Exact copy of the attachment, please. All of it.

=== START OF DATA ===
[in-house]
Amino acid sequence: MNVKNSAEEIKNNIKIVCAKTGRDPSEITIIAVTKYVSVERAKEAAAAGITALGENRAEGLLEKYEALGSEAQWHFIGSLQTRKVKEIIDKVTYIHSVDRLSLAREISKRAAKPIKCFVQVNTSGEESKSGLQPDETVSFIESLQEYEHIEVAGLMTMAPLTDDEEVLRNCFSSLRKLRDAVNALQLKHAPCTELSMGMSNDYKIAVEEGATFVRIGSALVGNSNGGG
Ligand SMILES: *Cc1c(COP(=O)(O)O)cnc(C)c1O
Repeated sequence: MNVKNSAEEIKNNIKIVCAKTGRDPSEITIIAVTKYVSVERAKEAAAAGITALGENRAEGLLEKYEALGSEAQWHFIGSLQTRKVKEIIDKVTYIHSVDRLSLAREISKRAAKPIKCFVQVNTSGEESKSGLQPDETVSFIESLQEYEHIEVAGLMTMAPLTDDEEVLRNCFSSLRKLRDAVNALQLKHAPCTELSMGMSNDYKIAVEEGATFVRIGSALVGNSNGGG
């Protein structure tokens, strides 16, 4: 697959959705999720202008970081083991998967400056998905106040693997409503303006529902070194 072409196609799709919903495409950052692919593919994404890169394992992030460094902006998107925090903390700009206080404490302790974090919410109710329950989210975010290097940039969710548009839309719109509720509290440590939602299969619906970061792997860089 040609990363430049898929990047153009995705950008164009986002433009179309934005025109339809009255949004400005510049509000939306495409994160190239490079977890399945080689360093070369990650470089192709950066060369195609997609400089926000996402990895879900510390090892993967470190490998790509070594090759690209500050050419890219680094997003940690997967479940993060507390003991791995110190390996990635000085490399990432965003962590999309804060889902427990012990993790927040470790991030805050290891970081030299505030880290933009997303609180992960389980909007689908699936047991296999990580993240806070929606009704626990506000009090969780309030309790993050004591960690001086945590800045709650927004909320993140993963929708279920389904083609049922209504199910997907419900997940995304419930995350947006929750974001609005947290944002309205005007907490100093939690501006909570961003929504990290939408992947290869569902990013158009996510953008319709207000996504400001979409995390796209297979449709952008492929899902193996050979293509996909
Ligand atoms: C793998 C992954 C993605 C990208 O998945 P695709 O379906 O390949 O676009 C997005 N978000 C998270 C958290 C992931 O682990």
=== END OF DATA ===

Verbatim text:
[in-house]
Amino acid sequence: MNVKNSAEEIKNNIKIVCAKTGRDPSEITIIAVTKYVSVERAKEAAAAGITALGENRAEGLLEKYEALGSEAQWHFIGSLQTRKVKEIIDKVTYIHSVDRLSLAREISKRAAKPIKCFVQVNTSGEESKSGLQPDETVSFIESLQEYEHIEVAGLMTMAPLTDDEEVLRNCFSSLRKLRDAVNALQLKHAPCTELSMGMSNDYKIAVEEGATFVRIGSALVGNSNGGG
Ligand SMILES: *Cc1c(COP(=O)(O)O)cnc(C)c1O
Repeated sequence: MNVKNSAEEIKNNIKIVCAKTGRDPSEITIIAVTKYVSVERAKEAAAAGITALGENRAEGLLEKYEALGSEAQWHFIGSLQTRKVKEIIDKVTYIHSVDRLSLAREISKRAAKPIKCFVQVNTSGEESKSGLQPDETVSFIESLQEYEHIEVAGLMTMAPLTDDEEVLRNCFSSLRKLRDAVNALQLKHAPCTELSMGMSNDYKIAVEEGATFVRIGSALVGNSNGGG
């Protein structure tokens, strides 16, 4: 697959959705999720202008970081083991998967400056998905106040693997409503303006529902070194 072409196609799709919903495409950052692919593919994404890169394992992030460094902006998107925090903390700009206080404490302790974090919410109710329950989210975010290097940039969710548009839309719109509720509290440590939602299969619906970061792997860089 040609990363430049898929990047153009995705950008164009986002433009179309934005025109339809009255949004400005510049509000939306495409994160190239490079977890399945080689360093070369990650470089192709950066060369195609997609400089926000996402990895879900510390090892993967470190490998790509070594090759690209500050050419890219680094997003940690997967479940993060507390003991791995110190390996990635000085490399990432965003962590999309804060889902427990012990993790927040470790991030805050290891970081030299505030880290933009997303609180992960389980909007689908699936047991296999990580993240806070929606009704626990506000009090969780309030309790993050004591960690001086945590800045709650927004909320993140993963929708279920389904083609049922209504199910997907419900997940995304419930995350947006929750974001609005947290944002309205005007907490100093939690501006909570961003929504990290939408992947290869569902990013158009996510953008319709207000996504400001979409995390796209297979449709952008492929899902193996050979293509996909
Ligand atoms: C793998 C992954 C993605 C990208 O998945 P695709 O379906 O390949 O676009 C997005 N978000 C998270 C958290 C992931 O682990």